He lumbered down the narrow staircase. Breath heavy, legs aching. His broad flanks brushed either side of the narrow, twisting spiral staircase. This was not why he had come to Belgium.

Finally, he reached the bottom of the Belfort. Dolores and Brad were waiting patiently.

‘Okay,’ he managed a cheerful smile, wiping the sweat from his brow. ‘Lunchtime?’ he asked in hope.

The Grote Markt – horses and carts transporting tourists round the old town, along the edge of the square rows of cafes, beer halls and chocolate shops, all with striped awnings of green and red.

A pint of local bière and a steak. Perfect. He recovered somewhat as he waited for the food to arrive. This was more like it. He tucked his napkin in, held his cutlery ready. The garçon approached with his dish.

‘What the hell is this?’ he shouted. The pink, raw mince patty stared at him, mocking him.


Linking up with the prompt at What Pegman Saw. The task is to write a story in 150 words or less based on the destination that Pegman is visiting. This week’s destination is Bruges, Belgium, a wonderful city of canals and narrow, cobbled streets that I was lucky enough to visit for one day as part of a holiday around the country. I remember the market square, beer, rather large Americans struggling up narrow staircases, a Tintin shop and a hamburger served raw with some cress on top!

22 responses to “PICTURE POSTCARD”

    • It did actually happen to me, although in my defence the menu translation in English read ‘hamburger’. It came without a bun and without fries, just a lump of raw minced meat. Fortunately the local beer made up for it! 🙂


  1. Hi Iain. It’s been awhile hope all is well. Great snapshot in time descriptors especially the sitting down and recovering..as a field engineer and traveling back in the day, I could relate. Peace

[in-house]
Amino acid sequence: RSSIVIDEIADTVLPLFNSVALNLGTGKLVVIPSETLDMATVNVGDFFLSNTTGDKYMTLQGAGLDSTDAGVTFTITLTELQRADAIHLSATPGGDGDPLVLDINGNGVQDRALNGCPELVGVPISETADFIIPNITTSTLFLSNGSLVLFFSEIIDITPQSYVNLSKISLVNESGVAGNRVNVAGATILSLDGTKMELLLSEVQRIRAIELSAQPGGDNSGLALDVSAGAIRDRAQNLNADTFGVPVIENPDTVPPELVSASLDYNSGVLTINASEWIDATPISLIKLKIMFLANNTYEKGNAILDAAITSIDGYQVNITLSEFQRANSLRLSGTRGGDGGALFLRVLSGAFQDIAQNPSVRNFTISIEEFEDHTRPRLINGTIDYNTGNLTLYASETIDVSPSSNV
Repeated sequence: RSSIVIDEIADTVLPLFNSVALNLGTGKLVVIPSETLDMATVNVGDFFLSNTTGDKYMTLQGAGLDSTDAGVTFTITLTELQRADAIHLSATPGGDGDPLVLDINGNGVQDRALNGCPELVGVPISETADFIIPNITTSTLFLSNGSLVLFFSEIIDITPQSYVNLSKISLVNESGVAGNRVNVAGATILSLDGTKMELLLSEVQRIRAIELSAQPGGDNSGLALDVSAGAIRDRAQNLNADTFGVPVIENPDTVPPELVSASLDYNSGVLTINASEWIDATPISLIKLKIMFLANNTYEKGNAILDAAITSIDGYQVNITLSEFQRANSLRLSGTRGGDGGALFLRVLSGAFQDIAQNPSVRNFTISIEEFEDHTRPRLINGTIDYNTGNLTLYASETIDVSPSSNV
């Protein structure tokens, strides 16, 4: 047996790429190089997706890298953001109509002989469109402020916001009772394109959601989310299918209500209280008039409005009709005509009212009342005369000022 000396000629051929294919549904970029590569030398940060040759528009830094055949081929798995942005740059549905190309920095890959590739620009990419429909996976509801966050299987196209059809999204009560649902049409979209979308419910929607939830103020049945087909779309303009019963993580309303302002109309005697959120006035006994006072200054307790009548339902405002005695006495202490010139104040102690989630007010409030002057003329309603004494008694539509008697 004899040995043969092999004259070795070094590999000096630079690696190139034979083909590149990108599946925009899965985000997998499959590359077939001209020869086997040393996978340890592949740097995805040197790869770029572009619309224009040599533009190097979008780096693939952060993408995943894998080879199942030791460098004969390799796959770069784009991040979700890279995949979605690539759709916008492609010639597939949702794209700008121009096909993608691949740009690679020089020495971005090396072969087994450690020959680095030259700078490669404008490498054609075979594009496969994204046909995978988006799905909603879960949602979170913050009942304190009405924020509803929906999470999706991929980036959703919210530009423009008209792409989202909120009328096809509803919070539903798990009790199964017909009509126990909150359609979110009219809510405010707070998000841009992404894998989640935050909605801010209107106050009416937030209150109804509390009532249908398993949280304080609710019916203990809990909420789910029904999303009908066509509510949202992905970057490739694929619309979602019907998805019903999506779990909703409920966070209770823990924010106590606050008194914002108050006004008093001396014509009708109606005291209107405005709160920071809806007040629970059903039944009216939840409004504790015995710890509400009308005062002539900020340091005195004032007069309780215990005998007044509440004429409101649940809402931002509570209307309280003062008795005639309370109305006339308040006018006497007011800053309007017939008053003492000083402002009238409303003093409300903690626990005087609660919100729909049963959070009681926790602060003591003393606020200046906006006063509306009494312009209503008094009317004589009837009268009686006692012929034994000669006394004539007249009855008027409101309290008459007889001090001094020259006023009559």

Liked by 1 person

  2. Raw meat?! I’m laughing and shaking my head at the same time. I’m with magicmermaid, no amount I’d beer could compensate! Great to see you, Ian. Thanks for sharing this vivid and enlightening firsthand account.

    Liked by 1 person

  3. Reminds me of the literally “green” hamburger I was served my first meal on the Island of Grenada. I, being a young teen, freaked out! Green meat was bad… rotten. How could they serve me rotten meat. I gagged several times before the waitress (who was chuckling when she saw the initial shock on my face) in stammered English told me it was seaweed, and that all meat (red meat) was mixed with seaweed, especially beef as it was hard to get and very expensive. I cautiously took a bite… it was actually delicious. I think it was the only time I ate beef while I was there… but they did the same with the more popular and cheaper goat meat. After a while you just learn not to look at it, eat it, and be happy to have food.

    Liked by 1 person

  4. When I was in France two months ago I ended up in a small restaurant where they were out of the two dishes I wanted and I ended up with the tartare. It was good but WOW such a huge amount of raw beef. I’m not sure I finished it.

    I can see how it would be a surprise to a tourist not expecting it!

    Liked by 1 person

      • It’s actually pretty tasty, once you get over the cultural training against it. And hey, I was just in China, eating whatever I saw in front of me, none of which was properly labeled in English. And “mystery meat” or even better, “mystery seafood” can be more questionable than plain old raw beef. 😉

        Liked by 2 people

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